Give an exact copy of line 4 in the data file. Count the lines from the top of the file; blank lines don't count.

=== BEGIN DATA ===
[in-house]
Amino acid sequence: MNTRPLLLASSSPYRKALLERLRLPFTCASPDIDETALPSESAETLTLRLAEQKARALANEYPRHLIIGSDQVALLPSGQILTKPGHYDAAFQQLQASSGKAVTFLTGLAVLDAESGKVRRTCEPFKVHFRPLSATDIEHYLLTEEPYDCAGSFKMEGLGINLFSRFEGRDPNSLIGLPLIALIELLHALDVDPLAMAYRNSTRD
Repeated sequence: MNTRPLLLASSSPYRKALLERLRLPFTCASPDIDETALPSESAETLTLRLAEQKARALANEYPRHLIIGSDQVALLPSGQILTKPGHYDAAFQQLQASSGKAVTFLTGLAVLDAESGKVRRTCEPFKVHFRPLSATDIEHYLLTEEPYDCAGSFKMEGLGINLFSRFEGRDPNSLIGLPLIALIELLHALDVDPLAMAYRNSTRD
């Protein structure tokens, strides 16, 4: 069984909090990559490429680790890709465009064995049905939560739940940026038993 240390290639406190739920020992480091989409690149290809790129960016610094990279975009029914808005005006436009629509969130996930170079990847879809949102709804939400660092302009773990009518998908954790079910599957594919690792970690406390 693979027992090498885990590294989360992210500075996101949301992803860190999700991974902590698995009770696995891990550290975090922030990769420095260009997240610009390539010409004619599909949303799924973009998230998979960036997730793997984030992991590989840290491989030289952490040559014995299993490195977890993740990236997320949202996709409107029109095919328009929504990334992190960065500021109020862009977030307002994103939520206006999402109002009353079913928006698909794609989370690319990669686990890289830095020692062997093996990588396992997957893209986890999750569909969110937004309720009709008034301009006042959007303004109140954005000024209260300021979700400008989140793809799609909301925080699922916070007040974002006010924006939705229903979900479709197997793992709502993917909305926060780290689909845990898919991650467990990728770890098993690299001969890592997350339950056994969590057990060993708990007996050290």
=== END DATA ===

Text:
């Protein structure tokens, strides 16, 4: 069984909090990559490429680790890709465009064995049905939560739940940026038993 240390290639406190739920020992480091989409690149290809790129960016610094990279975009029914808005005006436009629509969130996930170079990847879809949102709804939400660092302009773990009518998908954790079910599957594919690792970690406390 693979027992090498885990590294989360992210500075996101949301992803860190999700991974902590698995009770696995891990550290975090922030990769420095260009997240610009390539010409004619599909949303799924973009998230998979960036997730793997984030992991590989840290491989030289952490040559014995299993490195977890993740990236997320949202996709409107029109095919328009929504990334992190960065500021109020862009977030307002994103939520206006999402109002009353079913928006698909794609989370690319990669686990890289830095020692062997093996990588396992997957893209986890999750569909969110937004309720009709008034301009006042959007303004109140954005000024209260300021979700400008989140793809799609909301925080699922916070007040974002006010924006939705229903979900479709197997793992709502993917909305926060780290689909845990898919991650467990990728770890098993690299001969890592997350339950056994969590057990060993708990007996050290």